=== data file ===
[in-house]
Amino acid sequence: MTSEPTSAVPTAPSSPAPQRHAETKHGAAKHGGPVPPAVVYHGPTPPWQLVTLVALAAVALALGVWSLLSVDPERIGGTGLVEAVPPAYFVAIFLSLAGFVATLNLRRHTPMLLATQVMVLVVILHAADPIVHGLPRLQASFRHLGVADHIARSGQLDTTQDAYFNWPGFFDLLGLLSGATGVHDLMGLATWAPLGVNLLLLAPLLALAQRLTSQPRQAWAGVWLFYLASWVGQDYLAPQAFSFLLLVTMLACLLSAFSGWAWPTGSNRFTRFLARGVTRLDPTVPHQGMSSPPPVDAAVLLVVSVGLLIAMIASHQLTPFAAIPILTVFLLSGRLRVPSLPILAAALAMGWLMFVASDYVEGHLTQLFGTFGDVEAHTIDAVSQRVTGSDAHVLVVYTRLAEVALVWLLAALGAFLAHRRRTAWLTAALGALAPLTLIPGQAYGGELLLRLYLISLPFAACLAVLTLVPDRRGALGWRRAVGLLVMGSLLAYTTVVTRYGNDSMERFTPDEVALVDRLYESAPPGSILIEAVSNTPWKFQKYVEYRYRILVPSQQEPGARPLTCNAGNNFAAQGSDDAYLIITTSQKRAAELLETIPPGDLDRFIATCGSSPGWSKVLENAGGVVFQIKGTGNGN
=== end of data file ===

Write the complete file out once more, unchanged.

[in-house]
Amino acid sequence: MTSEPTSAVPTAPSSPAPQRHAETKHGAAKHGGPVPPAVVYHGPTPPWQLVTLVALAAVALALGVWSLLSVDPERIGGTGLVEAVPPAYFVAIFLSLAGFVATLNLRRHTPMLLATQVMVLVVILHAADPIVHGLPRLQASFRHLGVADHIARSGQLDTTQDAYFNWPGFFDLLGLLSGATGVHDLMGLATWAPLGVNLLLLAPLLALAQRLTSQPRQAWAGVWLFYLASWVGQDYLAPQAFSFLLLVTMLACLLSAFSGWAWPTGSNRFTRFLARGVTRLDPTVPHQGMSSPPPVDAAVLLVVSVGLLIAMIASHQLTPFAAIPILTVFLLSGRLRVPSLPILAAALAMGWLMFVASDYVEGHLTQLFGTFGDVEAHTIDAVSQRVTGSDAHVLVVYTRLAEVALVWLLAALGAFLAHRRRTAWLTAALGALAPLTLIPGQAYGGELLLRLYLISLPFAACLAVLTLVPDRRGALGWRRAVGLLVMGSLLAYTTVVTRYGNDSMERFTPDEVALVDRLYESAPPGSILIEAVSNTPWKFQKYVEYRYRILVPSQQEPGARPLTCNAGNNFAAQGSDDAYLIITTSQKRAAELLETIPPGDLDRFIATCGSSPGWSKVLENAGGVVFQIKGTGNGN